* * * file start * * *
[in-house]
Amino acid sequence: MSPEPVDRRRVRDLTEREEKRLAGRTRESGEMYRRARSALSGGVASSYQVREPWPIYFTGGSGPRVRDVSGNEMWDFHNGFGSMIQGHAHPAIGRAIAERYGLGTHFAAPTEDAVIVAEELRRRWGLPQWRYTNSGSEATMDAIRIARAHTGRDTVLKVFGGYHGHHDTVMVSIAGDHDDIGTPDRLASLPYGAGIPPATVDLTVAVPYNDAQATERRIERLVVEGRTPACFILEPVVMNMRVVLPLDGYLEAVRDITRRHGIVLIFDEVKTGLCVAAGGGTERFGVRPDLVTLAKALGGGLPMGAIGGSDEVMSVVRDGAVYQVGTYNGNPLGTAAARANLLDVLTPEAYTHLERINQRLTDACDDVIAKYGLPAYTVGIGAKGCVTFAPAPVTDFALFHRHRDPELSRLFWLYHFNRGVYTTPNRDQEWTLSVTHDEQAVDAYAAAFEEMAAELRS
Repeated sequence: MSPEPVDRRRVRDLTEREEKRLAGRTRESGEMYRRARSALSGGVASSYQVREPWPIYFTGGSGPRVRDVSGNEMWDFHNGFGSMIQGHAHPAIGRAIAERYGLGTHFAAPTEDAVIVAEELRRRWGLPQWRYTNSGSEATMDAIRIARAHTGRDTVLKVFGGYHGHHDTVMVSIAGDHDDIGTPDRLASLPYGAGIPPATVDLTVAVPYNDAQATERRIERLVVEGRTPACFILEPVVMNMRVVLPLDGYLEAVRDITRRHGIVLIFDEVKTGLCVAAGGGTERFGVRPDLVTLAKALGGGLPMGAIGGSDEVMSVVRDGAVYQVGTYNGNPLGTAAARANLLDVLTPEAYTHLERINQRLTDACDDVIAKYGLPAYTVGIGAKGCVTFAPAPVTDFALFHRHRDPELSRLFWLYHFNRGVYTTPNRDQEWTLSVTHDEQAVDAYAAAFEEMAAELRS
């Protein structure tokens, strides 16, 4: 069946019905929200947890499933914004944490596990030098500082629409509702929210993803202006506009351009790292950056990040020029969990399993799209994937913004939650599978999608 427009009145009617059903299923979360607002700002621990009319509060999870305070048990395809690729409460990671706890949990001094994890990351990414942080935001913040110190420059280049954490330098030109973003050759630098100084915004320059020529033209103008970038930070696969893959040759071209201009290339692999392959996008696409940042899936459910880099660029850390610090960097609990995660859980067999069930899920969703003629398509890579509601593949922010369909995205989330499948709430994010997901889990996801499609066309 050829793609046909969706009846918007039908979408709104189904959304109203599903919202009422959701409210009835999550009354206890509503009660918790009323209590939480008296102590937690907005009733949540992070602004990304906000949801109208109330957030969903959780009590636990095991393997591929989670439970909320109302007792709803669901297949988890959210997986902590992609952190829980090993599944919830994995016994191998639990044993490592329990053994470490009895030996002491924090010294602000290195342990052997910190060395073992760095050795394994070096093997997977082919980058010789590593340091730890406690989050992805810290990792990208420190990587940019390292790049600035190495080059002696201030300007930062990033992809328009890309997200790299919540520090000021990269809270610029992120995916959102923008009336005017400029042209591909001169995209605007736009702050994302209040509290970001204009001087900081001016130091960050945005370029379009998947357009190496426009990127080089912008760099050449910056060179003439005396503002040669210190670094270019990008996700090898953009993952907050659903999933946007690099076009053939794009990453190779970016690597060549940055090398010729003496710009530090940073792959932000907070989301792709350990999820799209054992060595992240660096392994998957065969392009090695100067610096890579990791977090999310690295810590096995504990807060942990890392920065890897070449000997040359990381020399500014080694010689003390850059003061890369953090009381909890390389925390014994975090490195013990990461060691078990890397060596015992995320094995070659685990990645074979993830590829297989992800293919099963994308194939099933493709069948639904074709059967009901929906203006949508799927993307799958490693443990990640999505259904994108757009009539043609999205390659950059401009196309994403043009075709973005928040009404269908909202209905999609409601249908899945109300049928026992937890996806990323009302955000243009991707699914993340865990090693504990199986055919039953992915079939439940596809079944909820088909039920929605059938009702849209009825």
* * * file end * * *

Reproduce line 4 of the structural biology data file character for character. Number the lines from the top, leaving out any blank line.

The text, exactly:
């Protein structure tokens, strides 16, 4: 069946019905929200947890499933914004944490596990030098500082629409509702929210993803202006506009351009790292950056990040020029969990399993799209994937913004939650599978999608 427009009145009617059903299923979360607002700002621990009319509060999870305070048990395809690729409460990671706890949990001094994890990351990414942080935001913040110190420059280049954490330098030109973003050759630098100084915004320059020529033209103008970038930070696969893959040759071209201009290339692999392959996008696409940042899936459910880099660029850390610090960097609990995660859980067999069930899920969703003629398509890579509601593949922010369909995205989330499948709430994010997901889990996801499609066309 050829793609046909969706009846918007039908979408709104189904959304109203599903919202009422959701409210009835999550009354206890509503009660918790009323209590939480008296102590937690907005009733949540992070602004990304906000949801109208109330957030969903959780009590636990095991393997591929989670439970909320109302007792709803669901297949988890959210997986902590992609952190829980090993599944919830994995016994191998639990044993490592329990053994470490009895030996002491924090010294602000290195342990052997910190060395073992760095050795394994070096093997997977082919980058010789590593340091730890406690989050992805810290990792990208420190990587940019390292790049600035190495080059002696201030300007930062990033992809328009890309997200790299919540520090000021990269809270610029992120995916959102923008009336005017400029042209591909001169995209605007736009702050994302209040509290970001204009001087900081001016130091960050945005370029379009998947357009190496426009990127080089912008760099050449910056060179003439005396503002040669210190670094270019990008996700090898953009993952907050659903999933946007690099076009053939794009990453190779970016690597060549940055090398010729003496710009530090940073792959932000907070989301792709350990999820799209054992060595992240660096392994998957065969392009090695100067610096890579990791977090999310690295810590096995504990807060942990890392920065890897070449000997040359990381020399500014080694010689003390850059003061890369953090009381909890390389925390014994975090490195013990990461060691078990890397060596015992995320094995070659685990990645074979993830590829297989992800293919099963994308194939099933493709069948639904074709059967009901929906203006949508799927993307799958490693443990990640999505259904994108757009009539043609999205390659950059401009196309994403043009075709973005928040009404269908909202209905999609409601249908899945109300049928026992937890996806990323009302955000243009991707699914993340865990090693504990199986055919039953992915079939439940596809079944909820088909039920929605059938009702849209009825």